Road safety charity TyreSafe has joined a growing chorus of automotive industry opposition to the latest proposal to extend the intervals of the MOT test. The organisation, which has members from all spheres of the UK tyre business sector as well as councils and emergency services, said that plans to require a first MOT after four rather than three years would increase the number of defective tyres and vehicles on the country’s roads. It explained that while new vehicles are often safer than ever, the advanced safety systems they incorporate often rely on the roadworthiness of tyres. Research by TyreSafe and its members suggests that putting more responsibility for ensuring tyres’ roadworthiness on UK motorists could lead to illegal and unsafe tyres remaining fitted to vehicles for longer, as many motorists do not check their tyres frequently enough.
The sales manager of Wales-based garage equipment supplier Oakmain Ltd received a suspended custodial sentence on 16 January 2023. Newport Crown Court found that Thomas Richard Woods “knowingly providing false information in the form of forged solicitors letters to secure MOT garage applications” following a Driver and Vehicle Standards Agency (DVSA) investigation. The company reportedly also completed the MOT Station application (VT01) form, which is required to set up an MOT test station on behalf of customers. The DVSA described the case as “the first-ever prosecution for providing fraudulent solicitors letters used as part of MOT garage applications.”
New analysis of DVSA MOT test data shows that faulty tyres accounted for 13 per cent of failures between July and September 2022. Of all failures, 27 per cent are “dangerous”. Previous analyses of MOT failure data have found that tyres account for between 8 per cent and 22 of all MOT failures. And therefore the latest figures represent long-term median tyre-related failure rates. Since industry sources generally agree that MOTs generate around 20 per cent of total annual UK tyre replacement sales, however you count it, MOTs have a significant impact on tyre maintenance and therefore road safety.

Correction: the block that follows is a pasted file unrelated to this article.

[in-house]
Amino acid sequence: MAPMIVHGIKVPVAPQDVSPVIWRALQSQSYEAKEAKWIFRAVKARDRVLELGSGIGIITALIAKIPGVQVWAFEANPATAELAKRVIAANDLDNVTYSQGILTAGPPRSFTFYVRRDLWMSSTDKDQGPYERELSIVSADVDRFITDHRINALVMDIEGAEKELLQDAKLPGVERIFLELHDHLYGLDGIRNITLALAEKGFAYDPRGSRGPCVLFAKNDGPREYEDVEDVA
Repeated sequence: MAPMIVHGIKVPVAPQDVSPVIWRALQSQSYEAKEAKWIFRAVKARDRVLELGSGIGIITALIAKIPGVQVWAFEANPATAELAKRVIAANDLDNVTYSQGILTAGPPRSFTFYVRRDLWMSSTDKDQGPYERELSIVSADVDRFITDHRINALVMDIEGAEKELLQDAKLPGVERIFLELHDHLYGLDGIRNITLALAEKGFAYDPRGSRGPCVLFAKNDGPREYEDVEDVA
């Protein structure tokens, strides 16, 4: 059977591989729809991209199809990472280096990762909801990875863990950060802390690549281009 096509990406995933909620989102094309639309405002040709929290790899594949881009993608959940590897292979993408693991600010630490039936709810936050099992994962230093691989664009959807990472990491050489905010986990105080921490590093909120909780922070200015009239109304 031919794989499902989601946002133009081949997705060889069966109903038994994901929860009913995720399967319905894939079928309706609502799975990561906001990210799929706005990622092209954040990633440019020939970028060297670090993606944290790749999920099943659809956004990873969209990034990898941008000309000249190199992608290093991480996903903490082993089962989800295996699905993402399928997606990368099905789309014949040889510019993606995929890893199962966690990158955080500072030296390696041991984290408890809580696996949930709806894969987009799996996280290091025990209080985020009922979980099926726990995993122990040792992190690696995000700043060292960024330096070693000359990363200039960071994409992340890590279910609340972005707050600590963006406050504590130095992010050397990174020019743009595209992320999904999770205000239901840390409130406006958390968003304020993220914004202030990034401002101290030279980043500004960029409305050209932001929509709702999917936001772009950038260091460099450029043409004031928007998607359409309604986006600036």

The Department for Transport (DfT) has launched a public consultation on the future of MOTs in Great Britain, which closes at 11:59pm on 28 February 2023. According to the DfT, “Views are being sought to update MOT testing for cars, motorbikes and vans to ensure roadworthiness checks continue to balance costs on motorists while ensuring road safety, keeping up with advances in vehicle technology, and tackling vehicle emissions.” But the short story is that they are once again proposing to “change the date at which the first MOT for new light vehicles is required from 3 to 4 years” under the guise of saving “motorists across Great Britain around £100 million a year in MOT fees” based on a £40 MOT.
On 7 December 2022, the Driver and Vehicle Standards Agency (DVSA) published an information article entitled: “part worns: what operators need to know”. The obvious suggestion ‘don’t buy them’ aside, what advice is the DVSA offering when it comes to part worn tyres?